backyard bugs · insects · Nature Academy of the Berkshires · winter

Put on Your Winter Coat

It was late November, during the wet snow storm when I spied this moth on the trunk of a tree by the lake. Luckily it was wearing a winter coat. It is a noctuid moth, I believe, belonging in the family “Papaipema” that is only found in North America.

After doing a little research it appears that this is a cold weather moth, not usually snow on the ground cold like it was on this day, but late fall cold. The caterpillar is rarely seen because it bores into roots, rhizomes, and stems of herbaceous plants and stays there all summer. The moth appears late in the season when we are not expecting to see many moths or insects. These hardy leps, then lay their eggs in the fall with the caterpillars hatching in the spring, boring into their food plant and starting the cycle all over again.

We get an added treat in this picture to see the lichen on the tree photosynthesizing in the vapors of the damp snow.

backyard bugs · Nature Academy of the Berkshires

Isopod in the Snow

isopod-in-the-snowWe spotted this little wood louse in the snow during the storm this week. I’m guessing it was blown there by the wind. Poor thing. I gathered it up and placed it in the warm leaves by the foundation of the house.

These creatures are fascinating and there will be more on their life cycle and genetic systems later, but for now, just remember they hide all winter, so if you see one in the snow, save it!

mushrooms · Nature Academy of the Berkshires

Puffball Mushrooms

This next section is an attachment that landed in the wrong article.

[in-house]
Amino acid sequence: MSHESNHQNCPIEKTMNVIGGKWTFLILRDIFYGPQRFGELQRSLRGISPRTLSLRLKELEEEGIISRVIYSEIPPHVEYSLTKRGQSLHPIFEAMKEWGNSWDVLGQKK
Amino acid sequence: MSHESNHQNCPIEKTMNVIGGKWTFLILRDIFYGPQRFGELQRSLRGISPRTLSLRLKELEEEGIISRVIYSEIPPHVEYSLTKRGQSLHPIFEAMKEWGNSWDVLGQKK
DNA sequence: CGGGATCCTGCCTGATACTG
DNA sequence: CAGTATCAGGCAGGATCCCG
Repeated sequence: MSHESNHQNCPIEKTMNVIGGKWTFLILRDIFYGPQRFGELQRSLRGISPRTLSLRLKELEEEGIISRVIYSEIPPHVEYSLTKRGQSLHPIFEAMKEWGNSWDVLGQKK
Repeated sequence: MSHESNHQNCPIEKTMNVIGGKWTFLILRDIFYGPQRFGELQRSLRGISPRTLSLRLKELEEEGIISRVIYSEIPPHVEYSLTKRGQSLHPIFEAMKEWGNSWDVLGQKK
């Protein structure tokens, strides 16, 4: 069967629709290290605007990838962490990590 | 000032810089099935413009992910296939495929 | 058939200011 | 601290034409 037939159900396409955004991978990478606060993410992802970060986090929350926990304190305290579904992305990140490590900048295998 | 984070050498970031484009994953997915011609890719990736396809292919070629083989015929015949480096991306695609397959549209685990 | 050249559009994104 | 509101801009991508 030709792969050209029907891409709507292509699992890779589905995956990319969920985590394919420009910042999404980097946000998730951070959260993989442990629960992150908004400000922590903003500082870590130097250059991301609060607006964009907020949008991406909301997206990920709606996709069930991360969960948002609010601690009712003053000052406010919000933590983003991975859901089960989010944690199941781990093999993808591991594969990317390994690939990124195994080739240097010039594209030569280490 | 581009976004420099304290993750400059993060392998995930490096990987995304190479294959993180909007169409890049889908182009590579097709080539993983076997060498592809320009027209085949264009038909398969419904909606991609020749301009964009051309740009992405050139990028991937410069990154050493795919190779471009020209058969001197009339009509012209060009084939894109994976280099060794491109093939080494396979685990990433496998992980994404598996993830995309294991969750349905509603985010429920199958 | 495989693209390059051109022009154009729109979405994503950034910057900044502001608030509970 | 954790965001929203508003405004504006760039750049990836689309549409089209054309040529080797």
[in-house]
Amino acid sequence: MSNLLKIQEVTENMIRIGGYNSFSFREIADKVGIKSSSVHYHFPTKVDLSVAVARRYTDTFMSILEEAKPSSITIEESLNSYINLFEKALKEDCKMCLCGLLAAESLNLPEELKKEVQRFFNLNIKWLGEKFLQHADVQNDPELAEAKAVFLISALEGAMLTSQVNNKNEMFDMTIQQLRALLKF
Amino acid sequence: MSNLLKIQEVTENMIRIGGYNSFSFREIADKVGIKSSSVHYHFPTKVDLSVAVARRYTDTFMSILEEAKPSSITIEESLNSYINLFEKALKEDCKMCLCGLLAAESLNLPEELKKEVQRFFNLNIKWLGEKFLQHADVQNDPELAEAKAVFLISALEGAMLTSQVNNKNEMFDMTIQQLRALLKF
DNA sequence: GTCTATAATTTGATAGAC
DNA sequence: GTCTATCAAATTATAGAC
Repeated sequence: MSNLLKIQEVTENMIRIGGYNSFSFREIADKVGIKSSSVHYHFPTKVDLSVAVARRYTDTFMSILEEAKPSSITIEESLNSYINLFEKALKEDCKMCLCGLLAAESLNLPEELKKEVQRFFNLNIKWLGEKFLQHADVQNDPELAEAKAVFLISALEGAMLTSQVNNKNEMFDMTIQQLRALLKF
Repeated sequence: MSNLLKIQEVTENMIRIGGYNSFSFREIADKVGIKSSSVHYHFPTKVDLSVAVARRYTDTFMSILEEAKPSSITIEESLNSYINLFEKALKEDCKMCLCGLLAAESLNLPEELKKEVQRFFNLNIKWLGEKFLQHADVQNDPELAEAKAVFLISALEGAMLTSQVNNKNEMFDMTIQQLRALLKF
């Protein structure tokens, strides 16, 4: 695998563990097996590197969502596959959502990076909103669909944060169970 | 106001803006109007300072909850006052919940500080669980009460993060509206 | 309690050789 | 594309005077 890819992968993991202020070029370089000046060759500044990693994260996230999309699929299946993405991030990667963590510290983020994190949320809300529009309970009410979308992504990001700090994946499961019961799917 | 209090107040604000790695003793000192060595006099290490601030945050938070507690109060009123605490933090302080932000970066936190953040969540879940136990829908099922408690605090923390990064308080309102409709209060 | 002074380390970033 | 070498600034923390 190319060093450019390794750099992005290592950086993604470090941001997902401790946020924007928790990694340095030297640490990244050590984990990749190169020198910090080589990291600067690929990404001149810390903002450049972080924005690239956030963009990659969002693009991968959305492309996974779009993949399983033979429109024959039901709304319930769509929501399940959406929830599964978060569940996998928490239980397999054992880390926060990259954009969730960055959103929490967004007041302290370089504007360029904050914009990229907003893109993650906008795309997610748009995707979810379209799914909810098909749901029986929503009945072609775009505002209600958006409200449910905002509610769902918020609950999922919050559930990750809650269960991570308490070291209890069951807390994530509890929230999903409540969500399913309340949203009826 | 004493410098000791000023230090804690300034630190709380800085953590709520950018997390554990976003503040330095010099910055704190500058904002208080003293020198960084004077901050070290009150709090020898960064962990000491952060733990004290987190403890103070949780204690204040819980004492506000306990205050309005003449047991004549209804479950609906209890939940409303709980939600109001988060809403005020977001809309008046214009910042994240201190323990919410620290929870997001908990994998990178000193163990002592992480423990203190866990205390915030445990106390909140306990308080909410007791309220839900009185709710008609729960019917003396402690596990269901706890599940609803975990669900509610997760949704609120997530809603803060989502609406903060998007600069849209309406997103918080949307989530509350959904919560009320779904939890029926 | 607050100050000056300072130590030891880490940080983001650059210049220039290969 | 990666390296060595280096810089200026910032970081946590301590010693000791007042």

Puffball mushrooms are fun–gi. There are several kinds of the puffball mushrooms, but they all belong in the division Basidiomycota.

You can tell puffball mushrooms from other mushrooms because they look like puffballs and don’t have gills. Instead they keep the spores in the cap. When the spores are ready to be released the cap gets a hole in it, or it dries and becomes brittle and the spores get forced out sometimes by the mere force of rain drops falling on it or and animal or someone steps on it or squishes it. They are fun to squish.

Most puffballs are edible, the giant puffballs being the best to eat. These mushroom taste okay, they don’t have much flavor and need lots of butter. Some folks don’t like them because they have a spongy texture. But when I find them, I think of it as free food.

backyard bugs · Nature Academy of the Berkshires

Western Conifer Seed Bug

The Western Conifer Seed Bug is relatively new to this region being first noticed in the north eastern part of the country in the late 1990s.

It is a true bug (Hemiptera) of the family Coreidae, leaf footed bugs, with the scientific name: Leptoglossus occidentalis. Normally it overwinters under bark or in bird or animal nests. Unfortunately for us, and fortunately for the bugs, our homes also make a good overwintering spot. This makes this insect kind of a pest. They do no harm. They do not bite, although being true bugs they have piercing sucking mouth-parts and if handled they may try to stab. They use their mouth-parts to pierce the scales of conifer seeds and suck out the endosperm, the good part of the seed. They do no damage to the trees and the seeds can still develop. Please be aware if you squish them they let out a unpleasant odor, so it is best not to kill them but remove them from the house while alive.

This is a handsome bug, reddish brown with a black and white or yellowish pattern under its closed wings (elytra). It has small spikes on the upper hind legs and widened, leaf-like projections on its hind legs.